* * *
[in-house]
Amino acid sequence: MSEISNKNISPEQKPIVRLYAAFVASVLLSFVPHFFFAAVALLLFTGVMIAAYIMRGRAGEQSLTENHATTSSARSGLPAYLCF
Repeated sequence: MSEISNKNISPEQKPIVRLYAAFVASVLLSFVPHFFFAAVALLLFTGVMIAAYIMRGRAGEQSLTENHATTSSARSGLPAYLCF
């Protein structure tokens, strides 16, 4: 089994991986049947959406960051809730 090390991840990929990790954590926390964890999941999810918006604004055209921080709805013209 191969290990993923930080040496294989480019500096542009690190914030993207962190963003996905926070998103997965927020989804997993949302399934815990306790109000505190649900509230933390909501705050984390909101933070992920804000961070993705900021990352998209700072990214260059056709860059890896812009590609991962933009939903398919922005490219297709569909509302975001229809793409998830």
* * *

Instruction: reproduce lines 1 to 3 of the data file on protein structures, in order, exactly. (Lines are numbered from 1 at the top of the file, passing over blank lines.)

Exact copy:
[in-house]
Amino acid sequence: MSEISNKNISPEQKPIVRLYAAFVASVLLSFVPHFFFAAVALLLFTGVMIAAYIMRGRAGEQSLTENHATTSSARSGLPAYLCF
Repeated sequence: MSEISNKNISPEQKPIVRLYAAFVASVLLSFVPHFFFAAVALLLFTGVMIAAYIMRGRAGEQSLTENHATTSSARSGLPAYLCF